Transforming the world at WCC
Salvationists attend 9th Assembly of the World Council of Churches in Brazil
Commissioners Linda Bond and William Francis (both IHQ) meet with the Archbishop of Canterbury, Dr. Rowan Williams, who spoke to the WCC Assembly delegates about the “promise and risk” of inter-religious dialogue. Photo by Paulino Menezes, WCC
Editor’s note: One of the delegates to the WCC Assembly was the Western Territory’s former territorial commander, Commissioner Linda Bond, who now serves at International Headquarters as secretary for spiritual development and international external relations.
The theme for the ten-day 9th Assembly of the World Council of Churches (WCC)—the international fellowship of Christian churches—was God, In Your Grace, Transform The World. The event took place in Porto Alegre, Brazil, and among the 3,700 delegates were 12 Salvationists—largely from Latin America and the Caribbean—who were given the opportunity to spotlight the Army’s mission around the world and to share in a variety of ecumenical topics related to the life and witness of the Church today.
A range of presentations, exhibitions and dialogues between all assembly participants are typically included at the event and this year was no exception. Among the featured displays was a Salvation Army exhibition highlighting the organization’s work around the world serving women and children. This focused in part on the Army’s mission in many countries regarding the modern-day slave-trade practice of human trafficking, and offered a fantastic opportunity for Salvationist delegates to contribute to the conference from an Army missional perspective.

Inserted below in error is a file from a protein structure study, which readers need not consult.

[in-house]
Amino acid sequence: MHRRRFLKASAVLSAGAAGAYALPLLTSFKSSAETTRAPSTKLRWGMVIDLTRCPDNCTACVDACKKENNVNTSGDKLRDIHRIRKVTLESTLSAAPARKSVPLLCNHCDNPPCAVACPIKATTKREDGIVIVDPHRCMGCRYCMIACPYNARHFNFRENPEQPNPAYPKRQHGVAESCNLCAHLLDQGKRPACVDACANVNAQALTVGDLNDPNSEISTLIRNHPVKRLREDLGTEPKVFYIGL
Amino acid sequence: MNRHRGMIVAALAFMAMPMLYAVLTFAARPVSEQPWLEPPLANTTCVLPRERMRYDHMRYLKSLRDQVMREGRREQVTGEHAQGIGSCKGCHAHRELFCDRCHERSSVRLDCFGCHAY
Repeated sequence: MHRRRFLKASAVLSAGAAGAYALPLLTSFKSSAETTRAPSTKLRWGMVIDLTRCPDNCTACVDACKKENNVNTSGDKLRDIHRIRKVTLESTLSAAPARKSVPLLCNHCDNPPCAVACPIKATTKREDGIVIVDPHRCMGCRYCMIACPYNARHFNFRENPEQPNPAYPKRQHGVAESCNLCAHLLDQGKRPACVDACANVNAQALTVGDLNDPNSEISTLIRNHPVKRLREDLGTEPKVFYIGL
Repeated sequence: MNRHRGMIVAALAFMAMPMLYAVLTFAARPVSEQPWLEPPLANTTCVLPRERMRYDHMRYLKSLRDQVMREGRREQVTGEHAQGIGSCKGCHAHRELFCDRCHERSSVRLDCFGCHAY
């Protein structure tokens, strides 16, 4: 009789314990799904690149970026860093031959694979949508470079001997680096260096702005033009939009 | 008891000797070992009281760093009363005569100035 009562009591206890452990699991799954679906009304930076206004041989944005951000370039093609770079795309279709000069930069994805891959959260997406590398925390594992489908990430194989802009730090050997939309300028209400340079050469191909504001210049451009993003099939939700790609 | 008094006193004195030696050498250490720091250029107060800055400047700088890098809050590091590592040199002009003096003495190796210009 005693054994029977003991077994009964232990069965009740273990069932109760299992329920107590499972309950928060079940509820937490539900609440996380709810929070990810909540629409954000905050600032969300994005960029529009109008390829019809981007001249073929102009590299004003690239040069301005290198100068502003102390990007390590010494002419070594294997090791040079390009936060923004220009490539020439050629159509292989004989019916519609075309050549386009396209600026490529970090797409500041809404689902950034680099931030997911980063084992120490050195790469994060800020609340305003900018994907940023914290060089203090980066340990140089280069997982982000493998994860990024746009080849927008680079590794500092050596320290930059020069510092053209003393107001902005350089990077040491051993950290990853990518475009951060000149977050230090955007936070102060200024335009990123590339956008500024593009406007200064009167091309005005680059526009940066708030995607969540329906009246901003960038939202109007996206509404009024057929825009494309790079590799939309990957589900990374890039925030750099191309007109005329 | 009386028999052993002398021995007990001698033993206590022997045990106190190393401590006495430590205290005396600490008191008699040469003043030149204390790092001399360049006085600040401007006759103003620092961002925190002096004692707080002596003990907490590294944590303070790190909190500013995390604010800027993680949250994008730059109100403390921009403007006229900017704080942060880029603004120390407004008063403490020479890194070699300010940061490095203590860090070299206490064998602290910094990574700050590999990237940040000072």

Plenary sessions covered topics such as Economic Justice—A World Without Poverty Is Possible, Christian Identity and Religious Plurality and Youth Overcoming Violence.
A central element to the assembly for all participants was the event’s worship life, as the community gathered for prayer and meditation, drawing on the diverse spiritual experiences of churches around the world. Bible study periods and ecumenical conversations were also part of the busy timetable, as were business sessions and committee work. Additionally there were plenty of moments for celebration and opportunities to share in ecumenical partnership.
The Assembly meets every seven years and is described as the “supreme legislative body” of the WCC. Its central purpose is to review programs and determine the council’s overall policies as well as to elect the executive.
“Assemblies are often a turning point in the life of the WCC,” comments the group’s General Secretary, the Rev. Dr. Samuel Kobia. “This year’s assembly will surely leave its mark on ecumenical history.”
From the Salvationist, 4 March 2006